\begin{tikzpicture}[every node/.style={bcir, anchor=center}]
\node {} child [grow=\g, level distance=\l cm] foreach \i [evaluate={%
\k=tan(5)*\i; \g=-atan(\k); \l=3/cos(\g);}]
in {0,...,13} { node {} };

\foreach \i [evaluate={%
\k=tan(5)*\i; \g=-atan(\k); \l=3/cos(\g);}]
in {0,...,13} { \draw [red] (0,0) -- (\g:\l) node [bcir,fill=red]{}; }
\end{tikzpicture}
\end{document}


So there must be something else going on.

In any event I think you are making a lot of work out of something that could be done much more simply with a custom growth function.

The following shows an example of the grow via three points growth function from the trees library.

\documentclass[tikz, border=5]{standalone}
\usetikzlibrary{trees}
\tikzset{bcir/.style={circle,fill=black,
minimum size=4pt,inner sep=0}, every node/.style={bcir}}

\begin{document}
\begin{tikzpicture}[grow via three points={%
one child at (3,0) and two children at (3,0) and (3,-1/4)
}]
\node {} child foreach \i in {0,...,13} { node {} };
\end{tikzpicture}
\end{document}


A PSTricks solution:

\documentclass{article}

\usepackage{multido}
\usepackage{pstricks}
\usepackage{xfp}

% parameters
\def\NoDots{9}
\def\Hori{4}
\def\Vert{3}

\begin{document}

\begin{pspicture}(\Hori,\Vert)
\psdot(0,\Vert)
\multido{\r = \Vert+-\fpeval{\Vert/(\NoDots-1)}}{\NoDots}{%
\psline(0,\Vert)(\Hori,\r)
\psdot(\Hori,\r)}
\end{pspicture}

\end{document}


All you have to do is change the values of the parameters (\NoDots, \Hori, and \Vert) and the drawing will be adjusted accordingly.

• To the downvoter: It is generally accepted and encouraged to answer questions using a different approach or package than the one asked for in the question. The answers are for the benefit of the entire community (nay, the world!), not just the OP. Please see meta.tex.stackexchange.com/questions/3452/… for details. – Jake Apr 22 '15 at 12:06
• @Jake probably because OP, and potential visitors, is questioning about the accuracy of arithmetics. I mean in the most extreme case, saying type coordinates by hands deserves downvotes. On the other hand, propose that pstricks do better math is what you say encouraged. And also, the calculation is simplified so I cannot see the real power of pstricks, too sad : | – Symbol 1 Apr 22 '15 at 15:35
• @SvendTveskæg I have to say that I know nothing about PSTricks. I just want to figure out what OP is asking and how your answer answered the question. Is typing coordinates by hands a good answer concerning Jake's comment? If not, then what is a different approach or package? – Symbol 1 Apr 22 '15 at 16:03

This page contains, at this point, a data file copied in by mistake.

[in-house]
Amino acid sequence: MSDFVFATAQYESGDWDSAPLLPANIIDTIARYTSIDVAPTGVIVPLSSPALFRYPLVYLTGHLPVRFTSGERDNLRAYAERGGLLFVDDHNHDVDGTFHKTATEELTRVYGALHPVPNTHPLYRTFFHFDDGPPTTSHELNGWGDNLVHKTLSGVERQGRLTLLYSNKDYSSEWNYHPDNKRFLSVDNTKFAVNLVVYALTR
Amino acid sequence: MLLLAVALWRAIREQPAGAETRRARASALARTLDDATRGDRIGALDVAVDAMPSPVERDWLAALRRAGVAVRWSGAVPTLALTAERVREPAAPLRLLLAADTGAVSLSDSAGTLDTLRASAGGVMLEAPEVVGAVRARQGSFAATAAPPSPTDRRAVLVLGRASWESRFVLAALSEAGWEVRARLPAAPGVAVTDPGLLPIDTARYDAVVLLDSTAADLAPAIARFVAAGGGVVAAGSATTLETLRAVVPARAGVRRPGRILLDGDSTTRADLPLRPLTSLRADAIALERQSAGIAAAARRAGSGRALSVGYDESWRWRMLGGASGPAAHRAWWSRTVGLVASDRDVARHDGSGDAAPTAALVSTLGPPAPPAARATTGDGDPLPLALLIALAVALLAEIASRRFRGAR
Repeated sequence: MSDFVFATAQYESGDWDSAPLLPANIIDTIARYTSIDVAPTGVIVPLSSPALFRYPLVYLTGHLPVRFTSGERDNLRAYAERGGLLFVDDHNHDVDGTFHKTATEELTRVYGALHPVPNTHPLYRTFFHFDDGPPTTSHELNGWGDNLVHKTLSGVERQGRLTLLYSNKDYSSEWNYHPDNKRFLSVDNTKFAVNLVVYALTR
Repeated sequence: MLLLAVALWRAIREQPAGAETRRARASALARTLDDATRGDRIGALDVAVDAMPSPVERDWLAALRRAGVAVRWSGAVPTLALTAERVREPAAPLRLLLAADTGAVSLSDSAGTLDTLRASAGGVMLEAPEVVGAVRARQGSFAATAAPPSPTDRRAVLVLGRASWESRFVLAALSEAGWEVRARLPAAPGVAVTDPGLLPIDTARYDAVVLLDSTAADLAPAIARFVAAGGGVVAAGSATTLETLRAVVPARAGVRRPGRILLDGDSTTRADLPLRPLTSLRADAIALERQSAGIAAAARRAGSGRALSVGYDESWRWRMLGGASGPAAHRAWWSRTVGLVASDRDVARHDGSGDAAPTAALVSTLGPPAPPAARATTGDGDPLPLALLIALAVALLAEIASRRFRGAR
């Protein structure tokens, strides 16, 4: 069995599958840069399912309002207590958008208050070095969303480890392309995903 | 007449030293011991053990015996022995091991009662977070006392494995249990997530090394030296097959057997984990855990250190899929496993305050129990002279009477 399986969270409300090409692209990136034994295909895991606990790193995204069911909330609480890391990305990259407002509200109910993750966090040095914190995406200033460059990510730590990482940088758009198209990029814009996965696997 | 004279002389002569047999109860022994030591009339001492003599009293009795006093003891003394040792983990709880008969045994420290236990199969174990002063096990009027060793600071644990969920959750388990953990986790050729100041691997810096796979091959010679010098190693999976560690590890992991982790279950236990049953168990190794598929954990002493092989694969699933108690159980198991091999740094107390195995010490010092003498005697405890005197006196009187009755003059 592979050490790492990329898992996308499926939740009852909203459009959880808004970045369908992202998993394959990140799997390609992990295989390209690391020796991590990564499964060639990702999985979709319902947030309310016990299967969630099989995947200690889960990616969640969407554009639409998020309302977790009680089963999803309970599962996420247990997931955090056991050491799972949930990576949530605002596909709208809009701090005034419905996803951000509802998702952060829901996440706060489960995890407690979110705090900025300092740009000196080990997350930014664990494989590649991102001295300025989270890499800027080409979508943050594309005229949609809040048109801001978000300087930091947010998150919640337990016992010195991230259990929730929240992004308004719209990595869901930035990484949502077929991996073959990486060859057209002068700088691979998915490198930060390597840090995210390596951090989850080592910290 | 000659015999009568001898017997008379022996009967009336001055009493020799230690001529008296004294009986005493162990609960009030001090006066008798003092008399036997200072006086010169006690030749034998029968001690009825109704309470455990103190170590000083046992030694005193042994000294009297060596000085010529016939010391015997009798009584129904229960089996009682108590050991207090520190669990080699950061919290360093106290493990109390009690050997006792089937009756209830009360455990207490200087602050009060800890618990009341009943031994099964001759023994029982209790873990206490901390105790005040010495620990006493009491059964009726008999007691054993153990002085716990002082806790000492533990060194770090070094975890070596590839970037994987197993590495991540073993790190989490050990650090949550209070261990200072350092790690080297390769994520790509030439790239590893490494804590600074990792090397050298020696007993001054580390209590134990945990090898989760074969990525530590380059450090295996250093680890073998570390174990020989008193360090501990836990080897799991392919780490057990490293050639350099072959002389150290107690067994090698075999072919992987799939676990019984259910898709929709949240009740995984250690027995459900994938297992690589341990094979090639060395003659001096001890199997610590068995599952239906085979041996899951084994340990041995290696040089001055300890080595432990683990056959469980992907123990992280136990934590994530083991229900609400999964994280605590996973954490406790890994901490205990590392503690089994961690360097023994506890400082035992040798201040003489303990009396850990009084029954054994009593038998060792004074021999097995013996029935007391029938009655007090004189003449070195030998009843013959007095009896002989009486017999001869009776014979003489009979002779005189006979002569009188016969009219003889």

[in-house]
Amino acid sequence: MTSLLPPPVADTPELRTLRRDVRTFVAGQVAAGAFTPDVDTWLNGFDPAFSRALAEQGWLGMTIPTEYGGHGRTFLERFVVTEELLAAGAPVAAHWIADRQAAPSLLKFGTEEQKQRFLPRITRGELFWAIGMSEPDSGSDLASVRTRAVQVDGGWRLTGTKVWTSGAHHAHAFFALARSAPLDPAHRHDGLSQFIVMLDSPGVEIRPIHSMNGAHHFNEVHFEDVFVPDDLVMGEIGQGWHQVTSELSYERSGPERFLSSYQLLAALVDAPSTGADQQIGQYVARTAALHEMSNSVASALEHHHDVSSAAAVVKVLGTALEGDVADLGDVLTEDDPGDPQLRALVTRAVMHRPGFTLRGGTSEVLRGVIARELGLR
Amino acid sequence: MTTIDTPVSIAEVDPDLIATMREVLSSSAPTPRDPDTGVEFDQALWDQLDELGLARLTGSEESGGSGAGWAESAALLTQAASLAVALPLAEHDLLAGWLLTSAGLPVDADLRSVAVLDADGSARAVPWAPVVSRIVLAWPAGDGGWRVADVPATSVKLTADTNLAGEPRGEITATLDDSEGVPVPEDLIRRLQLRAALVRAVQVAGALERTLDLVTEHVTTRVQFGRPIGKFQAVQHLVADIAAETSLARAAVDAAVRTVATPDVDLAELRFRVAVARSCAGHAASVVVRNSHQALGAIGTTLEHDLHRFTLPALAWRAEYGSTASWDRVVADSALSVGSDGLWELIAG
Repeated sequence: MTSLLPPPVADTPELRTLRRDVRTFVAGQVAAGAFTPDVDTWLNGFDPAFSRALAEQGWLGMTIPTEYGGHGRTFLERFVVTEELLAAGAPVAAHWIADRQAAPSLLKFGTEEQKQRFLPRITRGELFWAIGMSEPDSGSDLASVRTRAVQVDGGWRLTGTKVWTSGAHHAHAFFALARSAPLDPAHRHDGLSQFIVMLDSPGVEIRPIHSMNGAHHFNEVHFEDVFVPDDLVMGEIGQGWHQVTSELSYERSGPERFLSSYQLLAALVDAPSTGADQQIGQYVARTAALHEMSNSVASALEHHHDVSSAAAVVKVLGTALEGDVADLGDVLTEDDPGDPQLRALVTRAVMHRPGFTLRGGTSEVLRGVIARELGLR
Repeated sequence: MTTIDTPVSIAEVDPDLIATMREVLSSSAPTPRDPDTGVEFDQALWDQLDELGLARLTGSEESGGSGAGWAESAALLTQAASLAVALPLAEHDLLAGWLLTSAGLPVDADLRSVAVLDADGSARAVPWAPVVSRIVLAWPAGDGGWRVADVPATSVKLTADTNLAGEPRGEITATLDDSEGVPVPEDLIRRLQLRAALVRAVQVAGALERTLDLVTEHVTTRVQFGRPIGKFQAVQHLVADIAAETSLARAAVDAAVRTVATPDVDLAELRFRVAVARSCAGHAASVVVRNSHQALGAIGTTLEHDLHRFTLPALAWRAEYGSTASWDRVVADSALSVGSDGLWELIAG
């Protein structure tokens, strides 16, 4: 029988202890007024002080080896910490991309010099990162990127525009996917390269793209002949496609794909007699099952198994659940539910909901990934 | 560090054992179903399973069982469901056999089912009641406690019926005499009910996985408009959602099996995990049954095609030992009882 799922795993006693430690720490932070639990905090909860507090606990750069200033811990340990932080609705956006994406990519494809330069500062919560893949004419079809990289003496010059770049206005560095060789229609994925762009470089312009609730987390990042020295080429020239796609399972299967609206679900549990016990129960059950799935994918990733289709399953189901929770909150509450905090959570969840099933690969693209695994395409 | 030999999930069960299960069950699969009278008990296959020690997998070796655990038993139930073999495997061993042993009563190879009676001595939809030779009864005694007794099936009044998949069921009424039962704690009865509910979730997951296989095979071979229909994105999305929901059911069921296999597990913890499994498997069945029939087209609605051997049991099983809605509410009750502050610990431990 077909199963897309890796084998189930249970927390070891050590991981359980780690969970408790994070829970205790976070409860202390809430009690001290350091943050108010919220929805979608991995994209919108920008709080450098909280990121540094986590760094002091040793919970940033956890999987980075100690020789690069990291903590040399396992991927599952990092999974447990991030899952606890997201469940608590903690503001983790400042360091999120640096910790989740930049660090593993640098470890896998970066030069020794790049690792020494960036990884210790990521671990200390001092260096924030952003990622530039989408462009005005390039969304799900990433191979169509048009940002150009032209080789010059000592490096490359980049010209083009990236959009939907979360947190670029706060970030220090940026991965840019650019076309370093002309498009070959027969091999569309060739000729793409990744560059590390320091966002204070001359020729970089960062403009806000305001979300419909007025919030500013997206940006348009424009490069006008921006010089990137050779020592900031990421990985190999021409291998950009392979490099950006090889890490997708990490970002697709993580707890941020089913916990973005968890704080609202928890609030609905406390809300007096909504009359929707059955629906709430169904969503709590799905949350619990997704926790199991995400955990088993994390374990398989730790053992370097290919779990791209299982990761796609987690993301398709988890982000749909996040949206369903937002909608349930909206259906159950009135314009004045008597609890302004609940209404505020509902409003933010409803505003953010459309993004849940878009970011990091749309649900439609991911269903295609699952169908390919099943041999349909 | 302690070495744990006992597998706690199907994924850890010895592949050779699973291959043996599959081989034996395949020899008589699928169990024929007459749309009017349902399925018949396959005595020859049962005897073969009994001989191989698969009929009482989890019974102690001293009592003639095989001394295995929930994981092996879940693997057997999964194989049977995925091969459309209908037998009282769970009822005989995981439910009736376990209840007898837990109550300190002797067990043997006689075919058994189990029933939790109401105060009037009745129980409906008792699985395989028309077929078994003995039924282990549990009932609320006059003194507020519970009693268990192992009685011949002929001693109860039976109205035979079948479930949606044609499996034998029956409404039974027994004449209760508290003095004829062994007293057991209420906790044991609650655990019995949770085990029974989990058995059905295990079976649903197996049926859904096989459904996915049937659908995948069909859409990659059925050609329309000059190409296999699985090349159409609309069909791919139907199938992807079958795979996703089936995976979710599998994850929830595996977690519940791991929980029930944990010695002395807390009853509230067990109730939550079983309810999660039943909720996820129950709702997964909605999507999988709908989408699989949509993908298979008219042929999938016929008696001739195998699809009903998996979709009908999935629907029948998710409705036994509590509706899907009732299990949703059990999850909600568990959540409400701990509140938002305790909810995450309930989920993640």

• @Symbol1: In any case, the downvoter should have left a comment in addition to downvoting, in order to give Svend a chance to respond or improve his answer. Now we're just poking around in the dark and have no idea why the answer was downvoted. – Jake Apr 22 '15 at 16:14
• Upvoted to counteract downvote... – 1010011010 Apr 22 '15 at 18:43

Your problem made me curious. MetaPost also uses fixed-point arithmetic by default: a “numeric” can not be smaller than 2^(-16) nor greater than 2^12, although internally MetaPost can handle values up to 2^15. (Since quite recently it is possible to switch to several floating-point arithmetic modes, but I will not use them here.)

So I decided to make a MetaPost version of your second graph, with the same functions, and observe the alignment. (To be processed with LuaLaTeX.)

\documentclass[border=2mm]{standalone}
\usepackage{luamplib}
\mplibsetformat{metafun}
\begin{document}
\begin{mplibcode}
u := cm;
def dot(expr c) = drawdot c withpen pencircle scaled 3bp enddef;
beginfig(1);
dot(origin);
for i = 0 upto 13:
k := i*tand5; % or i*sind5/cosd5 with Plain MetaPost
g := -atan k ; % or -angle(1, k) with Plain MetaPost;
l := 3u/cosd g;
draw origin -- l*dir g;
dot(l*dir g);
endfor
endfig;
\end{mplibcode}
\end{document}


Well, as far as I can see they seem correctly aligned:

So in this case there seems to be a problem, not with fixed-point arithmetic by itself, but with the fixed point library of tikz (two few bits used to represent the numbers?). Or with the way the trigonometric functions are defined.

Anyway, if it is possible to switch to floating-point arithmetic for tikz (with LuaTeX maybe?), it would drastically improve accuracy.